Misting Scents For Whitetails

One reader takes a page from the predator hunter’s handbook and tries “misting” scents on the wind to lure in a buck.

Misting Scents For Whitetails

I read a great article in a magazine a while back about “misting” for coyotes. Instantly, I thought about a great deer stand site that I have, where the wind is always in my favor. This stand is in the woods between a soybean field and a cornfield with 40-yard shooting lanes in all directions. It is directly adjacent to a hellishly thick cutover which the deer use for bedding. They travel the edge of this bedding area, ducking in when they reach their preferred bedding spot in the mornings. Factor in that the wind is always blowing from the bedding area towards my stand and this is a “text book” stand site. The problem with this “always favorable” wind is that it makes using scents to lure a big aggressive buck into my stand a pointless task. If I could get the wind to blow into the bedding area from my perch 20 feet up, I might be able to get some scent into the bedding area and bring a big buck right underneath my stand. I needed the wind to blow out of my favor so I could get some nice hot doe scent in there and coax out a big buck.

It was two days after Thanksgiving. After sitting through a busted rut season in my old go-to spot due to a trespassing poacher on the adjacent property, I decided I’d get back in the woods and try to get a decent buck with my new muzzleloader. After the rut, bucks are still in the mood and checking for hot does. If I could catch the wind just right, I might finally be able to mist a buck into my stand. Just a decent deer to get my new muzzleloader primed up was all I was after.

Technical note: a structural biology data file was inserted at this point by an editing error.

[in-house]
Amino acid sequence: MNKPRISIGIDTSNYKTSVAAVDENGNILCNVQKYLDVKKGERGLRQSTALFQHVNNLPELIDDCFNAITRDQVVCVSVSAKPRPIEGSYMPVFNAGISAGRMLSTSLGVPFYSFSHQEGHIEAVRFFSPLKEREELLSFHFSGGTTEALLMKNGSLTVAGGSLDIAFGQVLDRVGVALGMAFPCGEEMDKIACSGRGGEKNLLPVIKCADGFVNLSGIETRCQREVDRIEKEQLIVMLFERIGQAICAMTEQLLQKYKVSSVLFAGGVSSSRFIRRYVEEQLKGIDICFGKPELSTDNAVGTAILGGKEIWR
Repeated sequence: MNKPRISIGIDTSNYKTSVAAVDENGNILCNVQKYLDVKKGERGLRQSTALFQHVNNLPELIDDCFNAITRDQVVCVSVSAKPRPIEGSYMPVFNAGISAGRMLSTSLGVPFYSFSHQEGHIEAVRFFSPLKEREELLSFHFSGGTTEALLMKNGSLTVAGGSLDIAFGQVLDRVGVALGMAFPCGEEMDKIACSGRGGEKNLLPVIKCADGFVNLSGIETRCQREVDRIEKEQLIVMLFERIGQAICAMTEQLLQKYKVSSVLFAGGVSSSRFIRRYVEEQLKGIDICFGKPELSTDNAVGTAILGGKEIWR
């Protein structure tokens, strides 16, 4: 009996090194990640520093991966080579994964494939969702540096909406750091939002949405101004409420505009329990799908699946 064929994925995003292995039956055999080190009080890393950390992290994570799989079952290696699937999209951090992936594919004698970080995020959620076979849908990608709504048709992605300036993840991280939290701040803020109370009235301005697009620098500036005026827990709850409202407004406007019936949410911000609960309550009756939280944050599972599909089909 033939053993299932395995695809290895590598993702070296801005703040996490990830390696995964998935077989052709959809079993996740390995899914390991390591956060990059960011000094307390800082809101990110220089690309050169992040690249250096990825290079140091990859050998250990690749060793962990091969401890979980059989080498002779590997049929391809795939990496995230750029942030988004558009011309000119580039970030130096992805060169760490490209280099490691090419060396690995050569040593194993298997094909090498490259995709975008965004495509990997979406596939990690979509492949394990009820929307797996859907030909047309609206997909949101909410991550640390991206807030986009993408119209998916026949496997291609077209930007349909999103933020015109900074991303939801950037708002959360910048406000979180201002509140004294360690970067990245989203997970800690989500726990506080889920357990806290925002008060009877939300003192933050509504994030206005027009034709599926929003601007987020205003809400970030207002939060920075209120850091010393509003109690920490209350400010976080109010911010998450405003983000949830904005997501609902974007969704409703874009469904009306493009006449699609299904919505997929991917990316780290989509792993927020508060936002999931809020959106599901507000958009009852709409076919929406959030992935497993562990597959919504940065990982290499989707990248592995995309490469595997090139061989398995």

It was cold that morning, but it was warming up quickly and I was late. On the way to my stand, a quick check of the wind direction indicated I might have a chance at getting some scent where I wanted. I got up the tree as quietly as possible. I checked the wind again, and it was drifting to about the 8-o’clock position from where I was facing. I waited a while longer, hoping for a more favorable “10 o’clock” direction, but it appeared to be heading back towards “7”. I thought “now or never.” I appeared that the wind would keep working its way around until it was blowing back to me. It was probably going to be my only opportunity, so I took it.

I had been in the stand for about 30 minutes waiting for it to come around a little more. It just wasn’t happening, so I let ‘er rip. About a half squirt of Code Blue into the wind, then I put it down. It doesn’t take much. Too much scent overpowers a deer’s sensitive nose like pepper spray in the face of a human; you have to keep it moderate. About 10 minutes later, one more half spray onto the wind, and there it was — the sound of a buck getting off his bed. Around he came, attempting to circle in the direction the scent was blowing from, trying to get a look at what might be the last hot doe of the year. I listened to him carefully choosing his steps until he appeared in a shooting lane 40 yards away headed straight for me. The buck skirted the edge of the thick bedding area, which took him to within 20 yards of my stand. I waited, cheek on the stock and hammer cocked. Then, moving the crosshairs just up to the narrow shooting lane he was about to cross, I waited for the exact moment when I would introduce him to his end. Two seconds later, thick white smoke filled the woods around my stand. The idea of misting for whitetails had budded and blossomed to fruition.

While not a trophy deer, he was exactly what I was after that November morning. I was thrilled that everything I had planned for that morning had gone exactly as I had been envisioning it. How often does that happen in the deer woods and who wouldn’t be happy about that?

Learn from good sources and good experience. It’s the best way to develop new, unheard-of techniques that just might pay off big in the right situations.


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